Your new Voice Demo's out…but no one’s calling!

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Is this you? You’ve sent your demo to everyone you can think of, studios, radio stations and producers…and you’ve had little or no response. ‘Oh, my god’, you might think, ‘have I done something to offend someone?’, or, ‘Is my demo that crappy?’ No probably not, you just need to remind them that you’re still there.

Making Sure Your Demo is Working

When a voice over artist tells me they sent their demo out and didn’t get a response, I always ask them this. What did you do then? More often than not they answer, ‘Nothing’.

When this happens often a voice over artist will begin to doubt themselves and their abilities. They will see ‘no response’ as failing or ‘little response’ as proof that they’re not good enough. They’ll begin to give up. But I always say that not getting a response is a reason not to give up.

Whether you’re new to the industry or not, it’s okay to call or email a studio within a couple of weeks of sending your demo and ask for a response. Tell them you’re looking for an honest appraisal. This way, you’ll either be prompting them to listen again to your demo or to even listen to it for the first time. Studios can become extremely busy and sometimes emailed demos are not listened to immediately because of this.

When you do get some feedback, use it to refine your demo or even target it differently. While you are on the phone with them, you need to ask what kind of work they do at that studio. Some studios do all kinds of work, some only do a particular type of work, so they could do with a demo that is made just for them and which contains samples of the kind of work they do.

You might be talking to a studio who has several regular retail clients. If you think you could be good at this and you only have naturalistic reads on your demo, you might need to just put together a small retail demo. It works the other way too. If a studio does very high-end creative advertising and your demo is full of retail or announcer style informational reads, with very little creative content, you might need to look for some material that’s just a little more interesting for that studio.

Following Up and Following Through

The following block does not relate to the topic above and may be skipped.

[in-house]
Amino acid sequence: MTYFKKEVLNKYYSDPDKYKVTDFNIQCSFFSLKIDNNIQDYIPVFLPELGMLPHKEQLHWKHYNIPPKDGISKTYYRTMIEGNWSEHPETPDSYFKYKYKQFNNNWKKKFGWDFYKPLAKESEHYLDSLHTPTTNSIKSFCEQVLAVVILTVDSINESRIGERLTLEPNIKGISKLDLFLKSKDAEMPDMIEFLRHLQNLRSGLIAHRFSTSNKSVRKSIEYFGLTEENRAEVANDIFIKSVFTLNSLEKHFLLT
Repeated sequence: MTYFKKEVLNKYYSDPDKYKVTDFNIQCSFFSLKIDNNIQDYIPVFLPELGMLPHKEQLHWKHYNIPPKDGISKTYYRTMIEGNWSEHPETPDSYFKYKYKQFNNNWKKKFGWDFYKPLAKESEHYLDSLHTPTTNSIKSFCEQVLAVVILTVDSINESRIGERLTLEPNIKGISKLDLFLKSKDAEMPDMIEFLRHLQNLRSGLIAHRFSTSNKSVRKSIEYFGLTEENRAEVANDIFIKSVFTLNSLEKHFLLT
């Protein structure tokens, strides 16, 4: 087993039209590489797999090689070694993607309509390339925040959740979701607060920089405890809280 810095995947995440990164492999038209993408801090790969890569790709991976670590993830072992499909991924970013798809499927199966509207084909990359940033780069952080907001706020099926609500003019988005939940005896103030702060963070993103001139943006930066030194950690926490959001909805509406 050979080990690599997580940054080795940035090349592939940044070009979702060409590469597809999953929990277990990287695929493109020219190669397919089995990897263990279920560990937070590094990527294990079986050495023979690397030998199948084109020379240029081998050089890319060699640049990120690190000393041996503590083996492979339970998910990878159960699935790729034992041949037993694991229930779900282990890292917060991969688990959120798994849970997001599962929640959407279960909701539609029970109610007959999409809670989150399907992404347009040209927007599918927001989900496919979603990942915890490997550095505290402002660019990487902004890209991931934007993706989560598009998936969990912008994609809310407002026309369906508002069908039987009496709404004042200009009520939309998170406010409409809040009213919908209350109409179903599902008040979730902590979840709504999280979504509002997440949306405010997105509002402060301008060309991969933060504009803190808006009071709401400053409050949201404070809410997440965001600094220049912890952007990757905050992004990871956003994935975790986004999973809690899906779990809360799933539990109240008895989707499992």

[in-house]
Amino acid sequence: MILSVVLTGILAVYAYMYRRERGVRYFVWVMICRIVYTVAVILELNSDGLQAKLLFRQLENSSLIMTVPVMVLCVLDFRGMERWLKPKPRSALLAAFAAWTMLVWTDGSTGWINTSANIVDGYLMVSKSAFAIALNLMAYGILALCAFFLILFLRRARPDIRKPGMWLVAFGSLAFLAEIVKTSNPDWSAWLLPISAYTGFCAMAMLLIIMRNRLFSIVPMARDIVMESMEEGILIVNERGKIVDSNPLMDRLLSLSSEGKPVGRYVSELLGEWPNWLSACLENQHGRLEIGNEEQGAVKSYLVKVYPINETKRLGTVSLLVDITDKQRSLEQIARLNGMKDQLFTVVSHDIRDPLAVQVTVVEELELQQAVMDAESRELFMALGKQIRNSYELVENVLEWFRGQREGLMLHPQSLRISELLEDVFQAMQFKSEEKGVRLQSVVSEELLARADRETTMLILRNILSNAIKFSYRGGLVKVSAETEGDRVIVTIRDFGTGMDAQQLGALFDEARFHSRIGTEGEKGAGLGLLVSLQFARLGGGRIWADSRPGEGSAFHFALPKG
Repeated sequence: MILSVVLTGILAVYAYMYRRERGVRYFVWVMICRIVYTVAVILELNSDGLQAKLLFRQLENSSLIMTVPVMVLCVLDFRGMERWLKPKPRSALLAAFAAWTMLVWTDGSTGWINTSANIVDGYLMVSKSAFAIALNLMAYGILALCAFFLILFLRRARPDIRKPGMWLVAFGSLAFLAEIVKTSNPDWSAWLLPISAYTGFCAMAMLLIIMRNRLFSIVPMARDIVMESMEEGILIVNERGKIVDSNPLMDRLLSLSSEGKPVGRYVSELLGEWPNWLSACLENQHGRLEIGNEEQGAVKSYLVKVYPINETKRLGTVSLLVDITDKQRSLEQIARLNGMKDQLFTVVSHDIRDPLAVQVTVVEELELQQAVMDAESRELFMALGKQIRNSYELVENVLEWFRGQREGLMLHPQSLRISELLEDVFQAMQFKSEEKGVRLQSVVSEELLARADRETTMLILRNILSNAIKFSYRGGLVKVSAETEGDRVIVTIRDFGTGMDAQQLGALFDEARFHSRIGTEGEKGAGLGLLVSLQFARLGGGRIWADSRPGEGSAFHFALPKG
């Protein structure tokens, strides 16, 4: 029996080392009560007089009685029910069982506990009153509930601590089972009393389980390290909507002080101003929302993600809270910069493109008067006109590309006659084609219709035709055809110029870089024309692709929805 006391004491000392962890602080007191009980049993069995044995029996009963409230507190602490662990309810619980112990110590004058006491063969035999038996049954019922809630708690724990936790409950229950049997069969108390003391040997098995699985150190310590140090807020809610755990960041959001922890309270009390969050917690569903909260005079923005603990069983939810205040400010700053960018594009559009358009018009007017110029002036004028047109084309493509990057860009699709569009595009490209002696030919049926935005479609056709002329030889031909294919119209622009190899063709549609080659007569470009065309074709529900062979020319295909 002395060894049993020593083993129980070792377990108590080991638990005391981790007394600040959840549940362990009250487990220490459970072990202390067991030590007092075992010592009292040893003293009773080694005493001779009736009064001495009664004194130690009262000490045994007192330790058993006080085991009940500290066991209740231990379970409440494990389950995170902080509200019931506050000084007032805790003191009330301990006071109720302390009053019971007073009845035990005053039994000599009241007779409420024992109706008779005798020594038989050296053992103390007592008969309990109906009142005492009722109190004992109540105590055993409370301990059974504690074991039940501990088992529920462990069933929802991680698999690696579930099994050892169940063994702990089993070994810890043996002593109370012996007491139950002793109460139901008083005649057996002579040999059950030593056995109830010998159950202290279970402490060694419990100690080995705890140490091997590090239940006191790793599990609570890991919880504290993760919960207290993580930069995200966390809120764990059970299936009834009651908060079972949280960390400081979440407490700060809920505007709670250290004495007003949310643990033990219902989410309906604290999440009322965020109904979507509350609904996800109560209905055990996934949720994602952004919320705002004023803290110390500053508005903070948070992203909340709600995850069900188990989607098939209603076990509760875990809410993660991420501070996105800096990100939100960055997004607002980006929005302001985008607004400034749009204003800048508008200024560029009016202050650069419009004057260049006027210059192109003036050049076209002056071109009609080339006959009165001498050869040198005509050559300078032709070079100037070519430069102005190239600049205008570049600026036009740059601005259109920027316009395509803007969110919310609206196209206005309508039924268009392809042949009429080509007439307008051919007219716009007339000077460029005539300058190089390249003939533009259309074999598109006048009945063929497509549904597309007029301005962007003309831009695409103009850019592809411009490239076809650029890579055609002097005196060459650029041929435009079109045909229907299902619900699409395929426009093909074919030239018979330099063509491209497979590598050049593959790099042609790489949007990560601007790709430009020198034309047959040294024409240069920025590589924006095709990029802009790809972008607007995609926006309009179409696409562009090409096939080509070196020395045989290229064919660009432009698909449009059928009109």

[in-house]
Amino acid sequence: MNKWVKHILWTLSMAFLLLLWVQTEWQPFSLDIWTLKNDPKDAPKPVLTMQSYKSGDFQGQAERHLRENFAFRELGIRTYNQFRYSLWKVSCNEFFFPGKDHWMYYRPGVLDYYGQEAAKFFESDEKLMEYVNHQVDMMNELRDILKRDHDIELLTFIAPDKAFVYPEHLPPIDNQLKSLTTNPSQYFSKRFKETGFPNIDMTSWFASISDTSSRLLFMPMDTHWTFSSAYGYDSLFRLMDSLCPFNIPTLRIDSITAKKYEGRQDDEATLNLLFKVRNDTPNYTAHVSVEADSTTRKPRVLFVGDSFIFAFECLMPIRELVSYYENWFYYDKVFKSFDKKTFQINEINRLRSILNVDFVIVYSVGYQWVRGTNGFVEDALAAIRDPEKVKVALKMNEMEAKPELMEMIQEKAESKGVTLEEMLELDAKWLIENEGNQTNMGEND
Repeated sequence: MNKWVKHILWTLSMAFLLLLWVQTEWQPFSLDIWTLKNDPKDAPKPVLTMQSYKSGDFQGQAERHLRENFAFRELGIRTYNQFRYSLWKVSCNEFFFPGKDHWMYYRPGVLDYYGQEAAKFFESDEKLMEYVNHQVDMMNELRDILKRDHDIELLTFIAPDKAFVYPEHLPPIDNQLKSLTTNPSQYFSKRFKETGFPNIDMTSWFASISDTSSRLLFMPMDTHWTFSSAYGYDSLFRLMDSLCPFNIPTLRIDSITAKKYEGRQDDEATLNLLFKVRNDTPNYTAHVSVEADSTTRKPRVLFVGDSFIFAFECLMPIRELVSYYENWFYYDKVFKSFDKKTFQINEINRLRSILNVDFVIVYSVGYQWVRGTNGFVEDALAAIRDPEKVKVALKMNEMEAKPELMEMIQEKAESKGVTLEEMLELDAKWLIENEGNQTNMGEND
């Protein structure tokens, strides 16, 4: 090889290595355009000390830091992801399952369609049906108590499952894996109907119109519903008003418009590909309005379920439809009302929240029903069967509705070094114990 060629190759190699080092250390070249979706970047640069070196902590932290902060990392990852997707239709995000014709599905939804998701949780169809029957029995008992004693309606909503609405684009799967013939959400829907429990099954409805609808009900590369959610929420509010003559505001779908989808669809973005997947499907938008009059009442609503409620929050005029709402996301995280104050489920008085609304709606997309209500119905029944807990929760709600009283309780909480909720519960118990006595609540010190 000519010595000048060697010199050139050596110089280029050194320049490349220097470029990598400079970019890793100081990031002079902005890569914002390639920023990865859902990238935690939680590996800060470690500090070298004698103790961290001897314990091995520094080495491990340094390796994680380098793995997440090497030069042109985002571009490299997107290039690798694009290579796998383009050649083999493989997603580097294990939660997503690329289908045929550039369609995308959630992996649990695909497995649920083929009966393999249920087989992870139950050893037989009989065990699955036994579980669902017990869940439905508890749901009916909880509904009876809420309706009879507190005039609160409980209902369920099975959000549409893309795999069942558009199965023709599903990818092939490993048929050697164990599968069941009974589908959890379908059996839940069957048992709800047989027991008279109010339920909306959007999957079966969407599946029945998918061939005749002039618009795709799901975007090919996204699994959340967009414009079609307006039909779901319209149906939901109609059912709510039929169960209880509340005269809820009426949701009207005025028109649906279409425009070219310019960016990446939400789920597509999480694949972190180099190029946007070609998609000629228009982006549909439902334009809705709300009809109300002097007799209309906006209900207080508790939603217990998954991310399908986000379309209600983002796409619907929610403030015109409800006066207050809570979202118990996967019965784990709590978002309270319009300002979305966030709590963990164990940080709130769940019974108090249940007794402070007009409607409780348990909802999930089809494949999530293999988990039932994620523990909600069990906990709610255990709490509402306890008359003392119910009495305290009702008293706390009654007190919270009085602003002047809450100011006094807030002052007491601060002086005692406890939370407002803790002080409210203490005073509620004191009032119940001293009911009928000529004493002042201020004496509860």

Once you’ve sent your demo out, you need to keep finding ways to remind them that you’re still there. You might even like to book an hour at the studio to record the type of tracks they do there. Most studios will only charge $100-150 for an hour just to record a couple of tracks. That way, you’ll be able to begin to build your relationship with the engineer and get to work with them one-on-one. That’s a great opportunity to be considered for work. Now, you are no longer just a disembodied voice on a demo, you ‘know’ this person and they know you, and recording a couple of tracks with them is another way of letting them know what you can do.

Hopefully you’re having some success with your demos and you’re booking work. Now you need to start to get copies of those jobs for your records and to send to other studios to let them hear you. They may not have heard the tracks on air, or even if they did they will probably not know it was your work. It will tell them that you’re experienced, working, and looking to get more.

If you voice a commercial that goes to air, (as opposed to a submission track which may not) you can ask the studio to send it to you on an mp3 file. Once you have it stored, you can then send it, in an email, to studios you think may like to have it. Many voice over artists resist this idea and I really don’t know why. Remember, studios are always looking for new voices and offering clients new choices. It makes them look good to do this. So, help them out.

Whether you’re just starting out or are currently working in voice over, you need to know this! Regular work is never guaranteed, no matter how great your demo or how cleverly you’re doing your marketing. But this is yet another reason not to give up. One thing you’ll never know about is just how often you’re submitted for a job. You just need to make sure your demo is regularly updated and that studios know you’re available for work by finding ways to make contact, whether it’s to showcase work you’ve done, record additional tracks for your demo or let them know what other work you’re doing in theatre, television or film, because remember…at any moment that fantastic regular job could be coming your way.

If you want some great techniques for both creating a demo and marketing your demo just download my programs called ‘The Best Demo Ever’ and ‘Marketing For The Uninitiated’.  Or, if you want a one-on-one session, either over the phone or in person, you can make contact with me and we can set up an appointment for a ‘Demo Assessment and Career Consultation’. We’ll give the demo a good going over, work out what’s working, what’s not and why, talk about what you want to achieve and create a plan of how to do this. Just email me by going to